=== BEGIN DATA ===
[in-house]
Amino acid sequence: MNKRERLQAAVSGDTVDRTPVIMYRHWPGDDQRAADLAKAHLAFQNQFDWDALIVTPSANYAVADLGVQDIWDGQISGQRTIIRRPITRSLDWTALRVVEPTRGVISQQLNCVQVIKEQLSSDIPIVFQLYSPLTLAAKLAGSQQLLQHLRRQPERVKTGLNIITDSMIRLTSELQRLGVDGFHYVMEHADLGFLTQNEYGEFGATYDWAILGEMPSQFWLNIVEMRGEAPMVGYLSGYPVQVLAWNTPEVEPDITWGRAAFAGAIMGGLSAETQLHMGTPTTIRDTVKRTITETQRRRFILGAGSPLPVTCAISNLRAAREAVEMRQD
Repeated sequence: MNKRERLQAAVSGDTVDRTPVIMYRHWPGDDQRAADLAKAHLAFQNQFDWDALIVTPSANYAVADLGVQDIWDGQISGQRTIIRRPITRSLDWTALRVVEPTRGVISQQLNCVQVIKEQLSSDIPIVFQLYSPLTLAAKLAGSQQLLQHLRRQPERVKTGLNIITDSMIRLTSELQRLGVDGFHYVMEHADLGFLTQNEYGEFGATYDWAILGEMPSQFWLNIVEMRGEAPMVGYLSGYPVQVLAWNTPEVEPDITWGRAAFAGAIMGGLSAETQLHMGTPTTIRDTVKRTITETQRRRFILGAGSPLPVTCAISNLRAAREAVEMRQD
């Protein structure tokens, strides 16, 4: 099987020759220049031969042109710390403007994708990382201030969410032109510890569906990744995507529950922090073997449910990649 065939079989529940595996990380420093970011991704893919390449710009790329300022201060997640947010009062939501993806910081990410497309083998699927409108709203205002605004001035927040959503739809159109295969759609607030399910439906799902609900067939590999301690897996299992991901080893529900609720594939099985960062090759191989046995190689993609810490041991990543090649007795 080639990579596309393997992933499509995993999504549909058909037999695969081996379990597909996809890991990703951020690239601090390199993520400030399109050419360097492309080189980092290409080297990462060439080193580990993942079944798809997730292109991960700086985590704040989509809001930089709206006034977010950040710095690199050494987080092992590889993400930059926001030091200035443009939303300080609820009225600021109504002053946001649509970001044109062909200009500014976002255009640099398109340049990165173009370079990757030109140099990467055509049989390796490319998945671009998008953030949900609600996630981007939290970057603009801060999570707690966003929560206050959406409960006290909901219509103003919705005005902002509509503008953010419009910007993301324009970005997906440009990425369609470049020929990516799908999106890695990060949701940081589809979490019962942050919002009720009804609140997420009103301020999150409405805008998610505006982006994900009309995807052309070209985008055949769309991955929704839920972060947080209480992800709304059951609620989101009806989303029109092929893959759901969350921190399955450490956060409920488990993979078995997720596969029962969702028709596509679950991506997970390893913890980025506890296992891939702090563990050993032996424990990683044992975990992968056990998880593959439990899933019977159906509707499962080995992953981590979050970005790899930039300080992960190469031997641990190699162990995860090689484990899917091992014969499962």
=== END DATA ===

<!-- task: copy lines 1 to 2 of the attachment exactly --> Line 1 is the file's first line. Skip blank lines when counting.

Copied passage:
[in-house]
Amino acid sequence: MNKRERLQAAVSGDTVDRTPVIMYRHWPGDDQRAADLAKAHLAFQNQFDWDALIVTPSANYAVADLGVQDIWDGQISGQRTIIRRPITRSLDWTALRVVEPTRGVISQQLNCVQVIKEQLSSDIPIVFQLYSPLTLAAKLAGSQQLLQHLRRQPERVKTGLNIITDSMIRLTSELQRLGVDGFHYVMEHADLGFLTQNEYGEFGATYDWAILGEMPSQFWLNIVEMRGEAPMVGYLSGYPVQVLAWNTPEVEPDITWGRAAFAGAIMGGLSAETQLHMGTPTTIRDTVKRTITETQRRRFILGAGSPLPVTCAISNLRAAREAVEMRQD